Wednesday, August 17, 2011

Guest Post from Simon Wood

I'm currently on a deadline, hiding away in a cabin on a lake and writing in between catching muskie, so I asked Simon Wood to do a guest blog for me.

Here's Simon...

I’ve known Joe a long time. We met at a convention in Arizona just after he'd signed the contract for Whiskey Sour. We spent an evening in a hotel lobby into the wee hours of the morning talking. I’d admired his journey for nothing else than his stick-with-it-ness. I may not always agree with Joe, but I do respect his opinion. So I always have a lot of time for Joe and he's kindly given some of his time for me to talk about my writing journey.

My writing journey is a little different from Joe’s in that I came up through the small presses. I struggled to find an agent, so the doors to the New York publishers remained closed. A small press called Barclay Books picked up my first novel, ACCIDENTS WAITING TO HAPPEN and published it in 2002. The book came out to some good notices but that was about all.

Sadly, the small press was just as green as I was and hit the skids hard about a year later. I sold a collection of horror stories to a different small press the following year and it folded shortly after the book came out. I had better luck with a collection of crime stories, WORKING STIFFS. Blue Cubicle was a small press out of Texas and I have to say it remains the best publishing relationship I’ve had so far. The process was very collaborative. The book had limited distribution, picked up some nice praise and one of the stories won an Anthony Award. It was good for my profile, but with a limited print run, it wasn’t going to break me out sales-wise.

As much as I wish I’d gotten an agent who'd landed me a big contract, I’m quite thankful for my experiences in the small presses. I learned about contracts (sometimes by making big mistakes) and how the business of publishing worked from publisher to distributor to bookstore. It’s made me a far savvier writer because of it. I’d recommend to any new writer (especially these days) to make sure they know the industry inside and out and not leave it in the hands of others to make decisions.

In 2007, I finally broke out of the small presses by landing a book contract with Dorchester Publishing. They published a much revised version of ACCIDENTS WAITING TO HAPPEN. My writing had come a long way since the Barclay Books edition, so I tightened up the manuscript and cut ten thousand words in the process. Again, I circumvented the traditional way of getting to an editor by pitching the book direct to an editor at a convention. I knew what he'd published and the kind of books he’d commissioned, so I was ready for any questions he might my throw at me. This one meeting led to three more novels with Dorchester until their well-documented problems last year.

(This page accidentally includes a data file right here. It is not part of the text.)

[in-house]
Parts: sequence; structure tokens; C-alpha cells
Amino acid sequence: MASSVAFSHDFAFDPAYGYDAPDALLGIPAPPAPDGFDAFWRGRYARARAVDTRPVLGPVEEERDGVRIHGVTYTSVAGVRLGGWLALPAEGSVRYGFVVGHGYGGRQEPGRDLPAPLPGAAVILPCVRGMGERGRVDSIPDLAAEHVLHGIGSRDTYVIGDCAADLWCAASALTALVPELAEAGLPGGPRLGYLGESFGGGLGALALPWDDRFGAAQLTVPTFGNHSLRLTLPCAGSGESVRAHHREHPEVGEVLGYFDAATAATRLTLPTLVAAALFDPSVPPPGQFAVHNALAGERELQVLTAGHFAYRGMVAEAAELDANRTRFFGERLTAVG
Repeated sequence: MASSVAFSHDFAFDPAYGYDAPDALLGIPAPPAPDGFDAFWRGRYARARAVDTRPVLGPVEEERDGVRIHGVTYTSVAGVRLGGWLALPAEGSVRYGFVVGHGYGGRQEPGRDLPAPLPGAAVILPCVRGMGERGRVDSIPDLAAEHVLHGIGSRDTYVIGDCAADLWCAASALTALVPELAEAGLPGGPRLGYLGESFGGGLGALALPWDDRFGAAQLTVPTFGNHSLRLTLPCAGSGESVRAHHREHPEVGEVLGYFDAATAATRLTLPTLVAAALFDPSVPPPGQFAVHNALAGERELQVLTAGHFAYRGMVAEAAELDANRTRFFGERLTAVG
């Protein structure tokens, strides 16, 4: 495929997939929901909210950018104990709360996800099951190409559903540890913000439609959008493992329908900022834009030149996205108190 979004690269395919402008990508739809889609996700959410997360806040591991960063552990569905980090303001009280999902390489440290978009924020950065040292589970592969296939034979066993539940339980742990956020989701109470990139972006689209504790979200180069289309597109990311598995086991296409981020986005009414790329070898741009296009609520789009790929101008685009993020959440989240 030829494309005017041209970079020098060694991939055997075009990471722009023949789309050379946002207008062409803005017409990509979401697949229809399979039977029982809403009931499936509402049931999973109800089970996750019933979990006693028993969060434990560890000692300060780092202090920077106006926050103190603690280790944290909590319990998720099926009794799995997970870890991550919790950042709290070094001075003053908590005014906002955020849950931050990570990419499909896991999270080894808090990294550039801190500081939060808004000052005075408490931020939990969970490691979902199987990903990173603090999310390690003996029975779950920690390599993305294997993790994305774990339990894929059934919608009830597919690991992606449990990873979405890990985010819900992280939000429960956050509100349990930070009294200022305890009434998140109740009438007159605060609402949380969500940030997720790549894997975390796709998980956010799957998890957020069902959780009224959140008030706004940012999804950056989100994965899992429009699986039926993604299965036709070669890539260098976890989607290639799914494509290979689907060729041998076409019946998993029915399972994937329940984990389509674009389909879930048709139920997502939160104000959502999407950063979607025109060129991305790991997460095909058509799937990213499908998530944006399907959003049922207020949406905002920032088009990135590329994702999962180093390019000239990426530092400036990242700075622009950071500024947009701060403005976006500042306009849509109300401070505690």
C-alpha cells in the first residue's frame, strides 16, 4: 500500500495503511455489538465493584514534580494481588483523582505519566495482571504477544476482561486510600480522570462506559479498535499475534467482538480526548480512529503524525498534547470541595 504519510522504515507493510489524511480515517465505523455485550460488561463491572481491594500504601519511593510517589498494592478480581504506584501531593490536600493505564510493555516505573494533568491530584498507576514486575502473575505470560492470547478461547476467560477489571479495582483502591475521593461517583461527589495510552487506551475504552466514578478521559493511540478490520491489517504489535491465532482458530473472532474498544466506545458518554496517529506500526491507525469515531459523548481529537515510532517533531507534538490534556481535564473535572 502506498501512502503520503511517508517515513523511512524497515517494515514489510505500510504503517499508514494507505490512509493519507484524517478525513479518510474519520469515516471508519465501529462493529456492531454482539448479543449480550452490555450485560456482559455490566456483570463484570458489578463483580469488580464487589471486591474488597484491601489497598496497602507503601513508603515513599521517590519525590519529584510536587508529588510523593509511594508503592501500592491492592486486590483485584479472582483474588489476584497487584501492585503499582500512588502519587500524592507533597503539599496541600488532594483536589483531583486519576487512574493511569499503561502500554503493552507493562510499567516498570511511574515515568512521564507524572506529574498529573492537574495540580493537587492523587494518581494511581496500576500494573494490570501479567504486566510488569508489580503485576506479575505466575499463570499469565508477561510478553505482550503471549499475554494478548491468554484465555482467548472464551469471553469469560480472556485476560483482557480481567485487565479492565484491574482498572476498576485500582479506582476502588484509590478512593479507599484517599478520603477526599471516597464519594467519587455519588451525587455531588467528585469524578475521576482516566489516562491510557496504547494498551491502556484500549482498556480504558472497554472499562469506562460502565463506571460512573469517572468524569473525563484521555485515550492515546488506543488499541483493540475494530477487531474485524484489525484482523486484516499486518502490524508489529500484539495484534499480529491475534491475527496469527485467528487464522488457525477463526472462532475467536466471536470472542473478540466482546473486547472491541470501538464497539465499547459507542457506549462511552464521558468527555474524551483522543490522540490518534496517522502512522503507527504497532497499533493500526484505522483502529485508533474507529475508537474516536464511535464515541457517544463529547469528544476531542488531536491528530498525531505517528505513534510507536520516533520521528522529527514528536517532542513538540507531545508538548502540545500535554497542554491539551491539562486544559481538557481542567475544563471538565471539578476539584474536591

When it came to eBook world, I’d been a little hesitant to get involved. I held the e-rights to all but my Dorchester titles, but a couple of my small press publishers had asked me not to release an eBook version because it would hurt print sales. I respected their position, especially as they'd paid me decent advances and held off for a long time until one of my small-press editors admitted that he'd stopped buying print books since he'd bought a Kindle. After that, I didn't see much point in holding off any longer.

As part of my understanding of this market, I quizzed a large Kindle readers online group about their buying habits. I got several hundred responses with surprising results. Once people converted to eBooks, they stayed converts. They didn't double dip, buying some print books and some eBooks. Once they went electronic, they never went back. My print publishers worries that publishing the eBook version would rob print sales were unfounded because those customers were already gone.

So last year, I released my backlist on Kindle, etc. I released my short story collection and several novels. When Dorchester crashed last year, I negotiated my rights back to all the thrillers I’d done with them. I went into 2011 owning all the rights to all my books so far.